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Johannesburg - The Department of Basic Education will have to fork out at least R100 billion to adhere to its own minimum norms and standards for public school infrastructure that were published last week.
The norms and standards, however, give the provincial departments 10 years to “phase in” the provision of classrooms, electricity, water, sanitation and perimeters, among other requirements, at existing schools.
All other norms and standards must be phased in before the end of 2030.
Members of the public and interested parties have until October 11 to make submissions on the proposed regulations.
According to a court order, Basic Education Minister Angie Motshekga must prescribe the final norms and standards by November 30.
The publication of the norms and standards was a result of papers that Equal Education filed at the Bhisho High Court in the Eastern Cape in November last year, calling on the minister to specify, with time frames, what infrastructure and facilities a public school should have.
The norms and standards Motshekga had initially published in January were heavily criticised for lacking specific details and time frames.
When submitting comments to the initial draft, Equal Education said: “The draft does not contain figures relating to classroom sizes, the number of toilets required, the type of electricity and water supplies to be provided, nor clarity or specificity on numerous other essential aspects of school infrastructure.
“The draft does not provide provinces with clarity as to what is adequate, does not provide clear time frames and does not include mechanisms for accountability,” the organisation said.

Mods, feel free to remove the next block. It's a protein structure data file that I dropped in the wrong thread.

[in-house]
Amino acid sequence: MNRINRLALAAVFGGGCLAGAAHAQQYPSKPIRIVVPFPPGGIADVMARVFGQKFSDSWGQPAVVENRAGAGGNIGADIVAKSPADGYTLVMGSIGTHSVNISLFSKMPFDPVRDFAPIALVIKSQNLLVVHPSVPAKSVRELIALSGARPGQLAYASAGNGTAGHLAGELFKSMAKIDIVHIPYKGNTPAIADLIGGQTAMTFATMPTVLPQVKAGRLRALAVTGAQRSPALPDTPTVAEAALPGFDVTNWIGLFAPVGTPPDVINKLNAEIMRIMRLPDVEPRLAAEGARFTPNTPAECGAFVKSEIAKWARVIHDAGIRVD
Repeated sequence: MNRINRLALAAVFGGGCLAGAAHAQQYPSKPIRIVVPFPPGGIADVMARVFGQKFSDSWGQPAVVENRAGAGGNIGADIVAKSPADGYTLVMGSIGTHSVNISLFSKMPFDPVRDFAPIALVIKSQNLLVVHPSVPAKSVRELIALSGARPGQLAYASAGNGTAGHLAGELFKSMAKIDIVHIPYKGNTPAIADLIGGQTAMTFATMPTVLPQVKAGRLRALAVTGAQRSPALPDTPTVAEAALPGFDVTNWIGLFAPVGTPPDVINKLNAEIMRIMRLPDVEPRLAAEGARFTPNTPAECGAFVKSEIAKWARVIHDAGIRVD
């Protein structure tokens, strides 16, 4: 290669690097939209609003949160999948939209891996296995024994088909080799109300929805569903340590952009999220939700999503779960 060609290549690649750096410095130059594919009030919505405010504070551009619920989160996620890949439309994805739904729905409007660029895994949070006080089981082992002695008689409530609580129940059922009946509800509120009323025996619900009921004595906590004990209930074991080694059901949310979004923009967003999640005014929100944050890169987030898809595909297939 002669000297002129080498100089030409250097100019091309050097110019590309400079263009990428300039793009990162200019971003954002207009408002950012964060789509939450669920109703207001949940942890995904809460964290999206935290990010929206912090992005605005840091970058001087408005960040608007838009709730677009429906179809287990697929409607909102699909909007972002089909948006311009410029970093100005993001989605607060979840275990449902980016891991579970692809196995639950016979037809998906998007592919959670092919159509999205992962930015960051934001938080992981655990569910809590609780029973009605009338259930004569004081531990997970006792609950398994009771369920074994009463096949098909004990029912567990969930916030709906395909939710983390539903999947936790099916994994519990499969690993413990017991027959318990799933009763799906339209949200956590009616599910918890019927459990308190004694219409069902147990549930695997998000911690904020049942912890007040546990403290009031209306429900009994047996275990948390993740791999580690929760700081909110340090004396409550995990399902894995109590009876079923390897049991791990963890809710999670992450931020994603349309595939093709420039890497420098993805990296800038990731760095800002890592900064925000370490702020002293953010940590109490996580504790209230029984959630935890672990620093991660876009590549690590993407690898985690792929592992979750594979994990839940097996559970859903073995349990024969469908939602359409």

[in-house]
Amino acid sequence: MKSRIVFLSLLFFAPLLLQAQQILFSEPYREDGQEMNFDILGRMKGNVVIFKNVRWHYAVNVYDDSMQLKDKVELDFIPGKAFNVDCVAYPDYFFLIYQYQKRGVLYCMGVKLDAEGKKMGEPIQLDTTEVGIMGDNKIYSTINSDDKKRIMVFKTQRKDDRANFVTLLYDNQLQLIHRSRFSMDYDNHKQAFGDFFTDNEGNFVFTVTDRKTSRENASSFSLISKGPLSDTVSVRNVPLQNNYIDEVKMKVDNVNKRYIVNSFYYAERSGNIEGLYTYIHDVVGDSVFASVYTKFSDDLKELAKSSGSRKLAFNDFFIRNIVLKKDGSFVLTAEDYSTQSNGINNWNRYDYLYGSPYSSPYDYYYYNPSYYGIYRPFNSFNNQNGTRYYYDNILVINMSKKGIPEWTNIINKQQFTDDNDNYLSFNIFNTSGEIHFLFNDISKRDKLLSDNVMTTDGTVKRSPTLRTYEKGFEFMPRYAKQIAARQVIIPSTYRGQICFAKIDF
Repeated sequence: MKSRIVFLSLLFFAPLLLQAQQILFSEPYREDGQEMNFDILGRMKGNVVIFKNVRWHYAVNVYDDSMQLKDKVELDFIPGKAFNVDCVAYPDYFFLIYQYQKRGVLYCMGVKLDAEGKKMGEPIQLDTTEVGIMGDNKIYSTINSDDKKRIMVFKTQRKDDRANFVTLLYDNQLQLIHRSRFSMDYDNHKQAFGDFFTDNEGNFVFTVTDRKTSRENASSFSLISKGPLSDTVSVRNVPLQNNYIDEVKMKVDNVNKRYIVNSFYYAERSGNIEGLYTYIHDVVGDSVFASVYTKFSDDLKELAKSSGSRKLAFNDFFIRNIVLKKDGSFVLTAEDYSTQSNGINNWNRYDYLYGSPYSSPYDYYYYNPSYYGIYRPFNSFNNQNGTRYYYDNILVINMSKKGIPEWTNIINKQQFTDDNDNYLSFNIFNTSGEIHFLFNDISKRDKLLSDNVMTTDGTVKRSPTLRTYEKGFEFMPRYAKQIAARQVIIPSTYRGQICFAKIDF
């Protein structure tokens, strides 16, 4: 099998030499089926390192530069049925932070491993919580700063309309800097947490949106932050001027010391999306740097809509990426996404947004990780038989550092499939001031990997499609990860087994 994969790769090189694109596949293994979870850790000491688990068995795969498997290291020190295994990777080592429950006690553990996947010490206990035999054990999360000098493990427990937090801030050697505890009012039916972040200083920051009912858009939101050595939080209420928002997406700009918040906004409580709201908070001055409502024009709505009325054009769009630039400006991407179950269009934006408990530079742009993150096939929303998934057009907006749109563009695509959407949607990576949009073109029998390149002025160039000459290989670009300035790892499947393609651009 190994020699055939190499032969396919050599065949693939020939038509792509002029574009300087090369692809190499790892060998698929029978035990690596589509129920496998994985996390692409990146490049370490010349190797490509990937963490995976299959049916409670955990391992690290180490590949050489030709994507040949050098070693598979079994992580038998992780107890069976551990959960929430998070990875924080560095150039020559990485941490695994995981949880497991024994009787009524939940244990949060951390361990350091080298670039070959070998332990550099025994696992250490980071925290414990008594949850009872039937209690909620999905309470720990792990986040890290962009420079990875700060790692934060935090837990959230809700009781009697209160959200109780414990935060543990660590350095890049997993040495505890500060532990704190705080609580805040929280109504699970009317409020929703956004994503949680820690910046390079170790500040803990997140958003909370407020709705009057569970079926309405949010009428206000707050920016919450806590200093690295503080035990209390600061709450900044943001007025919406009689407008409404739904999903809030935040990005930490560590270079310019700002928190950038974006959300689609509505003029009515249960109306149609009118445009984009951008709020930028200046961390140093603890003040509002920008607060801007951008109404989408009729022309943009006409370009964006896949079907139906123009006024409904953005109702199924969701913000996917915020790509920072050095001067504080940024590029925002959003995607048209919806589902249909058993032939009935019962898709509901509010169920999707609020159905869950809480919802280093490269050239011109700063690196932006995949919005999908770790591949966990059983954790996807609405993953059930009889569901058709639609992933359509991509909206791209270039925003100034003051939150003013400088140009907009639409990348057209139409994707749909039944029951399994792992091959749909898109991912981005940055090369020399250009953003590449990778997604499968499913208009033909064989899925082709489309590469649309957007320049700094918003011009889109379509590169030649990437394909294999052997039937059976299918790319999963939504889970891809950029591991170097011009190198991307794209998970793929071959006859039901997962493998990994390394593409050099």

After some delays, Motshekga has published another draft for comment, and this time the regulations specify the class sizes and the teacher-pupil ratios.
The regulations also state that all schools must have some form of electrical and water supply, and adequate ablution and sport facilities, among other things.
Once the final norms and standards are published, education MECs have six months to “provide the minister with detailed plans on the manner in which the norms and standards are to be implemented” in their provinces.
Education analyst Graeme Bloch said he was not happy with the time frames for the norms and standards.
He estimated that it would cost the department about R100bn, if not more, to roll out the infrastructure as stipulated.
“In 10 years, the minister and the MECs won’t be in office. It’s easy to write something up and leave it for somebody else,” Bloch said.
He said the constitution, which states that everyone has the right to basic education, does not say this right is subject to feasibility.
Bloch said the department must come up with a more detailed plan regarding the implementation time frames.
“I think we need to be a little more creative and enhance collaborations with (other sectors),” he said.